Investigators say Florida airport shooting suspect Esteban Santiago told them he planned the carnage and purchased a one-way ticket to Fort Lauderdale to carry it out.
But it is still unclear why South Florida was targeted.
Federal prosecutors filed court documents Saturday detailing airport violence, gun and murder allegations against Santiago. If convicted, he could face the death penalty or life in federal prison, they said.
"Santiago fired approximately 10 to 15 rounds of ammunition from his firearm, aiming at his victims' heads. He was described as walking while shooting in a methodical manner," FBI Agent Michael Ferlazzo wrote in court records.
Five people died and six more suffered gunshot injuries.
"At one point, he exited the Terminal 2 baggage area [and went] onto the sidewalk and then re-entered, still carrying the handgun," agents wrote.
Moments later, a Broward County sheriff's deputy approached Santiago, who "dropped the handgun on the ground, in lock-back [mode], meaning that all the ammunition had been fired, and [he] dropped to the floor," investigators wrote.
They say Santiago told them he checked baggage that contained a Walther 9mm semiautomatic handgun and two magazines of ammunition. After claiming his baggage, he said he took it into a stall in the men's restroom, removed the gun, loaded it and put it in his waistband, authorities said.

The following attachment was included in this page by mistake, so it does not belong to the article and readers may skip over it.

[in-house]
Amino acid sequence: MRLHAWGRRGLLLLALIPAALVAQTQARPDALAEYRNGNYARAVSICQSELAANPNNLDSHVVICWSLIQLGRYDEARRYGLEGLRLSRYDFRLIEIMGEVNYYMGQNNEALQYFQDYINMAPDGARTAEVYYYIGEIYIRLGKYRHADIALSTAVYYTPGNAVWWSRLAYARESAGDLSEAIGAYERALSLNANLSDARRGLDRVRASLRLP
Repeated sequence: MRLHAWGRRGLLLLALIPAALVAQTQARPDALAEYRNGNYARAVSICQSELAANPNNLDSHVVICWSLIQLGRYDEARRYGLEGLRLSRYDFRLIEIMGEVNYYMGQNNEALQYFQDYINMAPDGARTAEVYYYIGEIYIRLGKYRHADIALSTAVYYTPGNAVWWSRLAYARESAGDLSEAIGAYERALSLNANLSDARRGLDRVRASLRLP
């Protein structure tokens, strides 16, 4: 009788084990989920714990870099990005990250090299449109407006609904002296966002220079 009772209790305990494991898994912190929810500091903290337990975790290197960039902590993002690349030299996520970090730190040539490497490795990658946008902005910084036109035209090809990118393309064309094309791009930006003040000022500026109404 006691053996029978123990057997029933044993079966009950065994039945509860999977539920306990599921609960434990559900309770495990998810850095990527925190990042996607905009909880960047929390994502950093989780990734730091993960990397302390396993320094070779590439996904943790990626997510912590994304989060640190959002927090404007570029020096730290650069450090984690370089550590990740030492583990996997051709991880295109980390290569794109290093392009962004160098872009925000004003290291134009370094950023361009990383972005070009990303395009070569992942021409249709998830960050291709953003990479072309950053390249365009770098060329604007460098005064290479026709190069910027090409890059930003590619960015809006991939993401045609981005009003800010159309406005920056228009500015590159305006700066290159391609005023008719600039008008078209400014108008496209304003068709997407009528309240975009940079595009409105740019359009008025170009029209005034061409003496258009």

"He then left the men's restroom and shot the first people he encountered," agents wrote. "Santiago emptied his first magazine, then reloaded and shot until the second magazine, too, was out of bullets. He believes he shot approximately 15 rounds before his arrest."
The shootings were apparently recorded by security video, which agents said corroborated Santiago's confession and witnesses' statements.
Santiago, 26, of Anchorage, is due to make his first appearance at 11 a.m. Monday in federal court in Fort Lauderdale.
He traveled nearly 5,000 miles from Alaska to Fort Lauderdale. But after interviewing Santiago for hours, investigators said they had no clear answer to the question: Why did he come to Fort Lauderdale?
"The early indication is that there was no specific reason why he chose Fort Lauderdale International Airport," said George L. Piro, the special agent in charge of the FBI in South Florida.
"Indications are he came here to carry out this horrific attack. We have not identified any triggers that would have caused this attack, but again it's very early in the investigation," Piro said.
It could be several days, or weeks, before formal charges are filed. Prosecutors will most likely seek an indictment by presenting their evidence to a federal grand jury in Fort Lauderdale.
At the initial hearing Monday in federal court, U.S. Magistrate Judge Alicia Valle will explain the allegations to Santiago. She will probably also appoint the Federal Public Defender's Office to represent Santiago, if he does not hire a private attorney.
If Santiago says he wants to try to persuade the judge to release him on bond — a request that would certainly be rejected because of his flight risk and the danger he could pose to the public — the prosecution and defense will have several days to prepare for it.